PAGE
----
MERIDEN — Armando Romero felt a bit ripped off. Julia Casarella saw its perks. Clayton Bruenn felt triumphant just to have survived it.
They and the rest of the 236 members of Platt High School’s Class of 2021 graduated in a ceremony at the high school on Thursday night where the just-passing storm of the pandemic was as fresh and divergent a memory as the last minutes of their four years of high school.
With more than 2,000 people looking on, the class turned its tassels together, its last action as a whole, after being feted by school and city officials for their grit in surviving COVID-19 with strength and maturity.
Platt High Principal Daniel Corsetti said the class was as persevering as any he had ever seen. With so much of life yet to face, Corsetti said, the Class of 2021 had already faced so much — death and illness and everyday uncertainty of wondering who would be struck down next, by the virus or by economic devastation.
As of Thursday, the state had only eight probable cases of coronavirus, a sliver of the numbers reported in months past, but that good news is offset by Meriden’s 156 COVID-19 deaths and 8,157 probable cases over the last 14 months.
“Class of 2021, these 14 months have certainly been a time of defeat, of struggle, of loss, and for many, of suffering,” Corsetti said in his speech.
“You were doing all of those things that make senior year such a wonderful experience while at the same time finding jobs and working many hours, caring for younger siblings and making sure they got on their computers, caring for older relatives who got sick, or finding a quiet place to do schoolwork or just to breathe,” Corsetti added.
“But look at us now — here on this beautiful night celebrating with friends.”
Corsetti said he was proud that 156 students will attend colleges or universities, another 34 will go to advanced technical schools, 21 will go into the workforce and a half dozen will enlist in the military. Twenty-one students were National Honor Society students, Corsetti said.
Romero said he regretted that so many experiences that most seniors have were lost to cancellations and pandemic restrictions this year. Casarella said that she saw benefits to it. Studying at home forced her to really bear down on her schoolwork and also to be a good example to her younger siblings as they all sat around the kitchen table working on their lessons.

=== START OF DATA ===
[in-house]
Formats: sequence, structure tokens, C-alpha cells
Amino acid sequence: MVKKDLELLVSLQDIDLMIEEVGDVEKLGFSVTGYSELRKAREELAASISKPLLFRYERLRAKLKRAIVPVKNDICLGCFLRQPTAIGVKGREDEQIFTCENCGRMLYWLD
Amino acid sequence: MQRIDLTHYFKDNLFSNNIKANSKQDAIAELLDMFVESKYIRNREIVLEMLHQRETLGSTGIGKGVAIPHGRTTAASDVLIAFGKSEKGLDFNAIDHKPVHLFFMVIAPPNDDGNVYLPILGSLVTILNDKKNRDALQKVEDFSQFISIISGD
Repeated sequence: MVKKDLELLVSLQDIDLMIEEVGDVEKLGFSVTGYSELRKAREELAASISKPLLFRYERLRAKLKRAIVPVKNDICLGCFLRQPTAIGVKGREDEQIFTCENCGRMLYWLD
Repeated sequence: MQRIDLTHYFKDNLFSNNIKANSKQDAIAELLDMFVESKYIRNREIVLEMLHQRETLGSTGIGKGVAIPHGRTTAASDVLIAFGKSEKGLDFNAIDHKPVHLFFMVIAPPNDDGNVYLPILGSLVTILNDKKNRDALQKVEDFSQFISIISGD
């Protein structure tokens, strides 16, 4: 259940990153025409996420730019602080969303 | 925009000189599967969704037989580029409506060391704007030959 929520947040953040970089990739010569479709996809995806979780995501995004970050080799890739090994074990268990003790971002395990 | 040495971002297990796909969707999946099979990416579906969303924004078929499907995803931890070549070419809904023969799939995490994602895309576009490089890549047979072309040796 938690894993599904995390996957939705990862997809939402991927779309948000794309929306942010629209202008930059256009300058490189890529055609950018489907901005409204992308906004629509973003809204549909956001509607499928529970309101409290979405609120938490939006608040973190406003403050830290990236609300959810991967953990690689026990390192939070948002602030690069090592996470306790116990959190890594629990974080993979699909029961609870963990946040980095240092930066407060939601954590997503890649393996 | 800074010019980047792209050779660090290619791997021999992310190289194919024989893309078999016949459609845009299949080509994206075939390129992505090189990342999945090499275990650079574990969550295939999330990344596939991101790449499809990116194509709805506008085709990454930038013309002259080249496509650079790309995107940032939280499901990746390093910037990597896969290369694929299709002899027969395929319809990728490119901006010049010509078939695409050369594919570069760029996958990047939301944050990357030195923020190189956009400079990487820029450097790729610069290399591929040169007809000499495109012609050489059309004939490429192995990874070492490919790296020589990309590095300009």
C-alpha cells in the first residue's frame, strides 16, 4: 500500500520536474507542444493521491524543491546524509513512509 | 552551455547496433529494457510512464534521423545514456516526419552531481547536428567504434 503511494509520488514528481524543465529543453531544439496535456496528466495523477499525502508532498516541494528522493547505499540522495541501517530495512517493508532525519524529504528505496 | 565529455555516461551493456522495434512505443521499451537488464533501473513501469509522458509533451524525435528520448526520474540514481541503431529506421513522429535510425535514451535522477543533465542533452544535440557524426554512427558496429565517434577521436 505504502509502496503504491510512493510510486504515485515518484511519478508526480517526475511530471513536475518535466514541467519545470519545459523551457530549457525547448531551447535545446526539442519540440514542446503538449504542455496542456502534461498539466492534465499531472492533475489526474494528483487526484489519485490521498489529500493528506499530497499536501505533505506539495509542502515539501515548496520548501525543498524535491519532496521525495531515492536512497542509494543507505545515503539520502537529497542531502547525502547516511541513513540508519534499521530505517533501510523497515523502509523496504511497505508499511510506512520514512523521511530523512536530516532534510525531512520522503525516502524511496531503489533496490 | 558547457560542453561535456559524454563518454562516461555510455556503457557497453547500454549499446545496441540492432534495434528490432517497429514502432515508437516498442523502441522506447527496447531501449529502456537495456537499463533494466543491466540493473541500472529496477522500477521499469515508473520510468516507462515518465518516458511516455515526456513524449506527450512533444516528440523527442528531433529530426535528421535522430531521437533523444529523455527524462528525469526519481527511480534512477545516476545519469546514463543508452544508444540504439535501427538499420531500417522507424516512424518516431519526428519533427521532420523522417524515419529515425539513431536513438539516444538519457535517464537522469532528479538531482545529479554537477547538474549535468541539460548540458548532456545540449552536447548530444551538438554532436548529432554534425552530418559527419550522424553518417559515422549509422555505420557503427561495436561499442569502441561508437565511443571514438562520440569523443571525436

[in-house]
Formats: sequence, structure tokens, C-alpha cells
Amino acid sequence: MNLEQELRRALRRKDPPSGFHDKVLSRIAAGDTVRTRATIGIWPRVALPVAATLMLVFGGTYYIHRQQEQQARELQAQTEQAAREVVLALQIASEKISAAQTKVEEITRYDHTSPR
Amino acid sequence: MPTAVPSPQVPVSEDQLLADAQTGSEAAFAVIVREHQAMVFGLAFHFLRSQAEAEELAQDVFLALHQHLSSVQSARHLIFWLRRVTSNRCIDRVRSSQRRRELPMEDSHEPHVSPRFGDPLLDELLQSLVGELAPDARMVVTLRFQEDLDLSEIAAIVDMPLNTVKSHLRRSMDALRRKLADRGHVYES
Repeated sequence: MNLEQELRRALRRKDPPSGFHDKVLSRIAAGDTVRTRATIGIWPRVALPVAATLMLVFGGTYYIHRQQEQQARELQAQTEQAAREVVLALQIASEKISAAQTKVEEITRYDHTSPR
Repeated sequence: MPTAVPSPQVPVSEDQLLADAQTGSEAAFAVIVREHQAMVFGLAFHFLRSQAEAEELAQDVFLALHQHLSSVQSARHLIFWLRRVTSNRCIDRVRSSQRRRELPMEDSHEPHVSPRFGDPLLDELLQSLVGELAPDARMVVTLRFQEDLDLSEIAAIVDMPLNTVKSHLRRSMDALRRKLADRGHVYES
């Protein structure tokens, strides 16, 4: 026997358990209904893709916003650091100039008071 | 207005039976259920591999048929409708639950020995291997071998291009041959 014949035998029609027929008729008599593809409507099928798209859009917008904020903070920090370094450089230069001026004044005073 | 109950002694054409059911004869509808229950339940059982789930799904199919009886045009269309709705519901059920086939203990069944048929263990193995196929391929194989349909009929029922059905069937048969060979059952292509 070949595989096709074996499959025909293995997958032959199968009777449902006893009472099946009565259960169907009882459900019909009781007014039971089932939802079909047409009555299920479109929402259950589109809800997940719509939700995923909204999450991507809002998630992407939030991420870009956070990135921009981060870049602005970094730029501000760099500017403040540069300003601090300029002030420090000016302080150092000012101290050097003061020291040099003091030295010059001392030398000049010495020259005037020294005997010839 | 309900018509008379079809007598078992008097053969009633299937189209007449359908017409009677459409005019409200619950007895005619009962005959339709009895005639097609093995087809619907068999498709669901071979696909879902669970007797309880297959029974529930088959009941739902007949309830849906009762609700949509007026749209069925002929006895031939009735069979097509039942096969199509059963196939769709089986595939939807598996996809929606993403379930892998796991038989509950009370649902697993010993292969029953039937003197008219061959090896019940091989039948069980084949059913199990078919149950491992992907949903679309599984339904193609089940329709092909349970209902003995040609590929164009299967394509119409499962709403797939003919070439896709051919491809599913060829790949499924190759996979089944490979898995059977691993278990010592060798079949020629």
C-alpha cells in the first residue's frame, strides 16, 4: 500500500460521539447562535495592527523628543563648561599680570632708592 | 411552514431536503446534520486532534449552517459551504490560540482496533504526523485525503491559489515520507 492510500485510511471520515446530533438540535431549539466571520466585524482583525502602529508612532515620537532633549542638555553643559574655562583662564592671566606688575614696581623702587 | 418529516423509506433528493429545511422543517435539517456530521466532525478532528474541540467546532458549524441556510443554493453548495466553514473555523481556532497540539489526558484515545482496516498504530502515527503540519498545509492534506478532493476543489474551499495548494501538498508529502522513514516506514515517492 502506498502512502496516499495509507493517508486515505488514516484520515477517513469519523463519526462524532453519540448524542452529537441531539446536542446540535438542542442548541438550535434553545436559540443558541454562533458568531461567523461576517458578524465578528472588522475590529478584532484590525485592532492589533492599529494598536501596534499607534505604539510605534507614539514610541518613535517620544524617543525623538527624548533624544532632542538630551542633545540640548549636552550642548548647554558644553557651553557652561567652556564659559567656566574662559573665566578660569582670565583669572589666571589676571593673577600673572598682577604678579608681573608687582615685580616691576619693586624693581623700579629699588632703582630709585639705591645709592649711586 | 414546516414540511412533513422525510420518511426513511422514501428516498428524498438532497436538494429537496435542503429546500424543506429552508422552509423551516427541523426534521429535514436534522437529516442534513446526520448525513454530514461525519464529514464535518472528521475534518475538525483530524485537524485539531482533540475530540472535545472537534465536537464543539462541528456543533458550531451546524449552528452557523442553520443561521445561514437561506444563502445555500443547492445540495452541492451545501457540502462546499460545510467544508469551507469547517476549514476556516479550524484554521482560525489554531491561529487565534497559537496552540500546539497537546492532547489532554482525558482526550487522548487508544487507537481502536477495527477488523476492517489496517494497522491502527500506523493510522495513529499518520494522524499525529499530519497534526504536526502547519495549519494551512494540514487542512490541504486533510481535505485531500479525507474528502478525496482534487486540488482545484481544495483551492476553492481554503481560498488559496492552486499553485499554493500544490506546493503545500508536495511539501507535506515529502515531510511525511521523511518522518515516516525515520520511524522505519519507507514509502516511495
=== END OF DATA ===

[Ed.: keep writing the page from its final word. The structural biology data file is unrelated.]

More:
Bruenn, the class president and class’ eighth-ranked student, said he was grateful that the school system’s staff and administrators worked so hard to get them as many good senior-class experiences as they had.
Some parents saw their children grow in amazing ways due to the pandemic. Crystal Morin said her son, Jeremiah Johnson, opted to forego going to school every day because his stepfather, Alex Morin, was immuno-compromised.
It was a gutsy, compassionate choice for Jeremiah to make, his mother said. He willingly denied himself some once-in-a-lifetime experiences as a senior because he cared for his family.
“I have been fighting off tears all day because my baby is not a baby anymore. He’s got a good head on his shoulders and a good plan for himself,” Crystal Morin said. “His vision of what his senior year would be like was fractured. But whereas normal teens might be consumed with themselves, he learned how to look beyond himself. School became a lot more important to him. His junior year he struggled to pass, but he had high honors this year. He learned how one person could have a great effect upon others.”
“I couldn’t be prouder of this young man than I am today.”